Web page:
5. According to Position of the shaft
According to the type of energy at the inlet
a) Impulse turbine:
All the available energy of the water is converted into kinetic energy by passing it through a
contracting nozzle provided at the end of penstock
Ex: Pelton wheel turbine, Turgo-impulse turbine, Girard turbine, Bank turbine, Jonval turbine
b) Reaction Turbine:
At the entrance of the runner, only a part of the available energy of water is converted into
kinetic energy and a substantial part remains in the form of pressure energy.
As the water flow through the turbine pressure energy converts into kinetic energy
gradually. Therefore the pressure at inlet of runner is higher than the pressure at outlet and it varies
through out the passage of the turbine.
For this gradual change of pressure to the possible the runner must be completely enclosed
in a air-tight casing and the passage is entirely full of water throughout the operation of turbine
The difference of pressure between the inlet and outlet of the runner is called reaction
pressure and hence the turbines are known as reaction turbines.
Ex: Francis turbine, Kaplan turbine, Thomson Turbine, Fourneyron turbine, Propeller
turbine, etc
According to the direction of flow through runner:
a) Tangential flow turbine
b) Radial flow turbine
c) Axial flow turbine
d) Mixed flow turbine
a) Tangential flow turbine:
The water flows along the tangent to the path of rotation of the runner
Ex: Pelton wheel turbine
b) Radial flow Turbine
The water flows in the radial direction through the runner.
Inward radial flow turbine: The water enters the outer circumference and flows radially
inwards towards the centre of the runner.
Ex: Old Francis turbine, Thomson turbine, Girard turbine etc
Outward radial flow turbine: The water enters at the centre and flows radially outwards
towards the outer periphery of the runner.
Ex: Fourneyron turbine.
c) Axial flow turbine:
The water flow through
runner wholly and mainly along the direction parallel to the axis of
rotation of the runner.
Ex: Kaplan turbine, Jonval, Girard axial flow turbine, Propeller turbine, etc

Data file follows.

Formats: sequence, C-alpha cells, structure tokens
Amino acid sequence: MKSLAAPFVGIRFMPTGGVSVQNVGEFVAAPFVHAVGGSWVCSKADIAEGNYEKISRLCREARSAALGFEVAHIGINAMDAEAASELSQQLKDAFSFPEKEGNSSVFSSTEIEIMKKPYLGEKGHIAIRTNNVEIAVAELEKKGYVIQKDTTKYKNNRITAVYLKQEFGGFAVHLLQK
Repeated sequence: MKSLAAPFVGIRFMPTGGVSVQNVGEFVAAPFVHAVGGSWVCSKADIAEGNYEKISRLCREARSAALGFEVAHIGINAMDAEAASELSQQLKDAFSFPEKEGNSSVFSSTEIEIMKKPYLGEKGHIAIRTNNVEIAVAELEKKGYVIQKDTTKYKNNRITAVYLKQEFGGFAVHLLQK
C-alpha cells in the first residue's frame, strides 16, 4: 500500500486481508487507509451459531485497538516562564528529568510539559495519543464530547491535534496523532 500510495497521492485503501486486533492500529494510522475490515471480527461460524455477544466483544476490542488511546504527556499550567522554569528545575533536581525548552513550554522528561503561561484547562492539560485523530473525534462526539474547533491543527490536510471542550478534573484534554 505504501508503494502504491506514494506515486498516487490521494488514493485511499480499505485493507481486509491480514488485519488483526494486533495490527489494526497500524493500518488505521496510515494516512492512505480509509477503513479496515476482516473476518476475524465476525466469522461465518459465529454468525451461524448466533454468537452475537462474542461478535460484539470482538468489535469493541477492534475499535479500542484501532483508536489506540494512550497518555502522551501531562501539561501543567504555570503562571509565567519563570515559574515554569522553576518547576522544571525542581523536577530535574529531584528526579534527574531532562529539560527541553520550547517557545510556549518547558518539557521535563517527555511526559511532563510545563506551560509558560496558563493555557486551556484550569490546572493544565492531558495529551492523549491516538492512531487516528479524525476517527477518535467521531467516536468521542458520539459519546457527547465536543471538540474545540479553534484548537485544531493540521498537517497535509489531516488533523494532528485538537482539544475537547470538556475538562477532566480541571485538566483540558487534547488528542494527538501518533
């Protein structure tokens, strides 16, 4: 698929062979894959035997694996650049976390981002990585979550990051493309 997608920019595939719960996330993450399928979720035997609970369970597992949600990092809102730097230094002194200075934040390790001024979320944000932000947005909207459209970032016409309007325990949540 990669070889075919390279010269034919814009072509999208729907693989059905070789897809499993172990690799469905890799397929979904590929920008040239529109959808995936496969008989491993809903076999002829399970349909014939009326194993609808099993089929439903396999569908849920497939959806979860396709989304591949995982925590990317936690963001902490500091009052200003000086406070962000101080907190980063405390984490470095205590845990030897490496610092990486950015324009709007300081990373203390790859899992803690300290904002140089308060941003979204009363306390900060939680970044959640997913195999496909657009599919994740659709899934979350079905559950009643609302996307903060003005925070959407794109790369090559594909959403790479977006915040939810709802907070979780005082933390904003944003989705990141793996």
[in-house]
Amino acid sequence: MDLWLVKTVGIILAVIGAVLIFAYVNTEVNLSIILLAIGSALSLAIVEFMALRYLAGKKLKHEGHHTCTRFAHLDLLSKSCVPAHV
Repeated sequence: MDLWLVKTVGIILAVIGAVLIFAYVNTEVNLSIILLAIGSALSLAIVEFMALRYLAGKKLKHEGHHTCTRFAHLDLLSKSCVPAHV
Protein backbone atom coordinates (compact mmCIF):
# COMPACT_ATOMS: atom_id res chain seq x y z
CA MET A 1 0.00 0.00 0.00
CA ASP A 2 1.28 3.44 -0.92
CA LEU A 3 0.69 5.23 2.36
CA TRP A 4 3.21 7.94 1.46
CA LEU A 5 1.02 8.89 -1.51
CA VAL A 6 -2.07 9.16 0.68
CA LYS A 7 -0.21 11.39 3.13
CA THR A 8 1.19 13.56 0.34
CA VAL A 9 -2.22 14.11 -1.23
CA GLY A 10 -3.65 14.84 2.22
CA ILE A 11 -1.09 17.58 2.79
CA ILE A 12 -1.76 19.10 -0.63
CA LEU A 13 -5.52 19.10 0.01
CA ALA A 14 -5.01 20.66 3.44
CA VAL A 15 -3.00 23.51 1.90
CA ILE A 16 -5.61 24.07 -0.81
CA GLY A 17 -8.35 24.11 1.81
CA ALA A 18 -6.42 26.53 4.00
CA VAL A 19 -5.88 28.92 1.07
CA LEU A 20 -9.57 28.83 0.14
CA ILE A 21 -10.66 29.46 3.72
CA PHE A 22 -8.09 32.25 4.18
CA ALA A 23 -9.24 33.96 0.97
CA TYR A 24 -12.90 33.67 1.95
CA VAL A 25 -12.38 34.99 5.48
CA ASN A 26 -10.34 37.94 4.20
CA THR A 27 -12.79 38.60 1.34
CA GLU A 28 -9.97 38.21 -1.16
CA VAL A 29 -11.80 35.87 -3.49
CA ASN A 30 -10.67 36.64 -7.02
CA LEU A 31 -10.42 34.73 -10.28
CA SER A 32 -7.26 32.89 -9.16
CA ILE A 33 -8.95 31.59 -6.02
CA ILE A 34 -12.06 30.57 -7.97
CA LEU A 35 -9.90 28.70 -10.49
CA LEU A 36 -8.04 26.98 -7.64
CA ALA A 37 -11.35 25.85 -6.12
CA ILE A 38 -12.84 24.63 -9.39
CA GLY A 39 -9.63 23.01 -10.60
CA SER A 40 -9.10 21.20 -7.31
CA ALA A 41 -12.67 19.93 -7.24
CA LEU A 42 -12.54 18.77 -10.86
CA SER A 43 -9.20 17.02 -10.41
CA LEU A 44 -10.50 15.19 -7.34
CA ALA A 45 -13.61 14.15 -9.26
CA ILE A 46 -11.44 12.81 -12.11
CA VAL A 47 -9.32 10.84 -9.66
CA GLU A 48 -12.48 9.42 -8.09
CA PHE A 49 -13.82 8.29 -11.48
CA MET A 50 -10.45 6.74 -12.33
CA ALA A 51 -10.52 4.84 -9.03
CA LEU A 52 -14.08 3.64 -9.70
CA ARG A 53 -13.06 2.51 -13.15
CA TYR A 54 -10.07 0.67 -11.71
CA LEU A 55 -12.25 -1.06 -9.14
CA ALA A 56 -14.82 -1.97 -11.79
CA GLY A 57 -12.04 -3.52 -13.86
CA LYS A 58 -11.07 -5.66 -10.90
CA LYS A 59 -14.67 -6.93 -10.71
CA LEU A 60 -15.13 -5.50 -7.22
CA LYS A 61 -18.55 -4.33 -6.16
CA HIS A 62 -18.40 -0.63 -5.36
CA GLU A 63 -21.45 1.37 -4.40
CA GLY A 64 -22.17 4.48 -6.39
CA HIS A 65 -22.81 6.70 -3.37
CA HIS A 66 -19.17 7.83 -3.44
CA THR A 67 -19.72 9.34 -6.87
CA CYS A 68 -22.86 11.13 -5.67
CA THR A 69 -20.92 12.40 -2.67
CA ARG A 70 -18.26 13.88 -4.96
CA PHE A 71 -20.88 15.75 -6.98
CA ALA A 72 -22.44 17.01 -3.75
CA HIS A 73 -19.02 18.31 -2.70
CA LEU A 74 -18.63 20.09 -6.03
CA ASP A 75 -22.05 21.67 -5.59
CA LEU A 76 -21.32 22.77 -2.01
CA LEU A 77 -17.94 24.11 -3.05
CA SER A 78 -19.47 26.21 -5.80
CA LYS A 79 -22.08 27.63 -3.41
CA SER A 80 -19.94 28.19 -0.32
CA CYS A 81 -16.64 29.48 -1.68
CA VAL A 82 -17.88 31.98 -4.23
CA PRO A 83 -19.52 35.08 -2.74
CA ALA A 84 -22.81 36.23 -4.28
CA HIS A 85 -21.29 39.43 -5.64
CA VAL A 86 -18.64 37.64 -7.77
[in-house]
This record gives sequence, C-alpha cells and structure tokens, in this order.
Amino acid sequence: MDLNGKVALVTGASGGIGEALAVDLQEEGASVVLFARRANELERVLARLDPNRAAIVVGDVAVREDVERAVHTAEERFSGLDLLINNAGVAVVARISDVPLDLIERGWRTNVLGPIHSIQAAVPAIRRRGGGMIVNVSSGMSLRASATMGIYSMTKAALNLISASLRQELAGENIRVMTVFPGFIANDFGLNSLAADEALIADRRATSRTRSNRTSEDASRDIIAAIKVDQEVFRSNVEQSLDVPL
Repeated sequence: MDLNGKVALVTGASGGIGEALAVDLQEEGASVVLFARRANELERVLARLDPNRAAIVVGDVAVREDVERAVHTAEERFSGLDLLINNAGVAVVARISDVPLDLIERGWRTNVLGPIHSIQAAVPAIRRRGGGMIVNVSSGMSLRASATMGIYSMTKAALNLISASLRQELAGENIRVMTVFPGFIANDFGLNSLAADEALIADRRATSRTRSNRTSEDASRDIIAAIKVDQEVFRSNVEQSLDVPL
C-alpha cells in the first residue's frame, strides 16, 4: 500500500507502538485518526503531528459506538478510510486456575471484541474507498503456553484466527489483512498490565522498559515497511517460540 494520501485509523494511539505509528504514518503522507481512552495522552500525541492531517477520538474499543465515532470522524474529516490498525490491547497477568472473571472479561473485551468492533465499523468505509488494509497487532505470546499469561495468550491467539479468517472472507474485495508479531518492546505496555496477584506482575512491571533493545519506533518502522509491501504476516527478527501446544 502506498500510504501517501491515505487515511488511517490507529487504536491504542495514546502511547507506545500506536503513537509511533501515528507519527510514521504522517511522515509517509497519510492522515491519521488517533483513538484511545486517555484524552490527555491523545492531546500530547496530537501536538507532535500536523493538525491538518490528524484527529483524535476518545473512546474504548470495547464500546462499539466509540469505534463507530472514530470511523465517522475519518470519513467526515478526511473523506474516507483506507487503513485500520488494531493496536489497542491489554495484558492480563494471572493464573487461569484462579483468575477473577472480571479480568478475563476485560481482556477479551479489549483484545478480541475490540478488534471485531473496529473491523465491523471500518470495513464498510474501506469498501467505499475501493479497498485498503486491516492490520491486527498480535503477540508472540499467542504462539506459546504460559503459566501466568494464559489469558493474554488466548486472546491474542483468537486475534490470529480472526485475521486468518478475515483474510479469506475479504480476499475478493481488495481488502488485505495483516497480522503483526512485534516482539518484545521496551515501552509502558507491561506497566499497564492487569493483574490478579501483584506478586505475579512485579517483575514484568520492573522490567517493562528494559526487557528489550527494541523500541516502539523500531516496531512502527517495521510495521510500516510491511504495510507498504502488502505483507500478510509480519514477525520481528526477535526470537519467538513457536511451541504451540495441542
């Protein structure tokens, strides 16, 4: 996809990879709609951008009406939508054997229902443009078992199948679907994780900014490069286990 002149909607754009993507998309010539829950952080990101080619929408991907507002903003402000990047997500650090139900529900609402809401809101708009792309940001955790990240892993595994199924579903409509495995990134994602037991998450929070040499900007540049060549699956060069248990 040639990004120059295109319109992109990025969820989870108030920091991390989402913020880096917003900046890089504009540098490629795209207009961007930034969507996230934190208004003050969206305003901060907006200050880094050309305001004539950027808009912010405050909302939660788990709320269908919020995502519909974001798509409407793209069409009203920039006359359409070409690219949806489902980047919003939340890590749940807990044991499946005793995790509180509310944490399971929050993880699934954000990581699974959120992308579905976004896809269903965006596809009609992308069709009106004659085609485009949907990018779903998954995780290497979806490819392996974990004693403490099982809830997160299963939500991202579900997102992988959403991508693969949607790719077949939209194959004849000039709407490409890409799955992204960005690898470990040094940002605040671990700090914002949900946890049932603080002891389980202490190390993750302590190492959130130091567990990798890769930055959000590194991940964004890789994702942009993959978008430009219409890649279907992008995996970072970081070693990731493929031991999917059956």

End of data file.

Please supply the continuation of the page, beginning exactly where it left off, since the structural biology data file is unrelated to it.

d) Mixed flow turbines
The water enters the runner at the outer periphery in the radial direction and leaves it at the
centre of the axial direction parallel to the rotation of the runner.
Ex: Modern Francis turbine.
a) High head turbines: These turbines work under very high heads 255m - 1770m and above.
Requires relatively less quantity of water.
Ex: Pelton wheel turbine or impulse turbine.
b) Medium head turbines: These turbines are capable of working under medium heads ranging
from 60m - 250m These turbines requires large quantity of water.
Ex: Francis Turbine
c) Low head turbines: these turbines are capable of working under the heads less than 60mts.
These turbines requires large quantity of water.
Ex: Kaplan turbine, propeller turbine.
a) Low specific speed turbines: specific speed turbine varies from 8.5 to 30.
Ex: Pelton wheel turbine
b) Medium specific speed turbines: specific speed varies from 50 to 340
Ex: Francis turbine.
c) High specific speed turbines: specific speed varies from 255-860.
Ex: Kaplan and propeller turbine.
5) According to the position of the shaft:
a) Horizontal disposition of shaft
b) Vertical disposition of shaft.
Turbine Shaft
is named after Lester A. Pelton, American engineer who contributed much to its
development in about 1880. It is well suited for operating under high heads.
It’s an impulse, high head, low specific speed and tangential flow turbine.
runner consists of a circular disc with a number of buckets evenly spaced around its
buckets have a shape of double semi-ellipsoidal cups. Each bucket is divided into 2